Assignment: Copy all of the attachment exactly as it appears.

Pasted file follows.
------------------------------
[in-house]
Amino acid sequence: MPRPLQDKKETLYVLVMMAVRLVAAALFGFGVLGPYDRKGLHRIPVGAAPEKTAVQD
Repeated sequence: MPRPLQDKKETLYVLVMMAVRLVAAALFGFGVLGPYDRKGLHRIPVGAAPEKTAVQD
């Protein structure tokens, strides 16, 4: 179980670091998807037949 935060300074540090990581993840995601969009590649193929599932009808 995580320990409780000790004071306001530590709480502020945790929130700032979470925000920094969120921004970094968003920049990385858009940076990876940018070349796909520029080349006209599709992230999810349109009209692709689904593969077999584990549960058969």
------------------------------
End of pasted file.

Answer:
[in-house]
Amino acid sequence: MPRPLQDKKETLYVLVMMAVRLVAAALFGFGVLGPYDRKGLHRIPVGAAPEKTAVQD
Repeated sequence: MPRPLQDKKETLYVLVMMAVRLVAAALFGFGVLGPYDRKGLHRIPVGAAPEKTAVQD
């Protein structure tokens, strides 16, 4: 179980670091998807037949 935060300074540090990581993840995601969009590649193929599932009808 995580320990409780000790004071306001530590709480502020945790929130700032979470925000920094969120921004970094968003920049990385858009940076990876940018070349796909520029080349006209599709992230999810349109009209692709689904593969077999584990549960058969």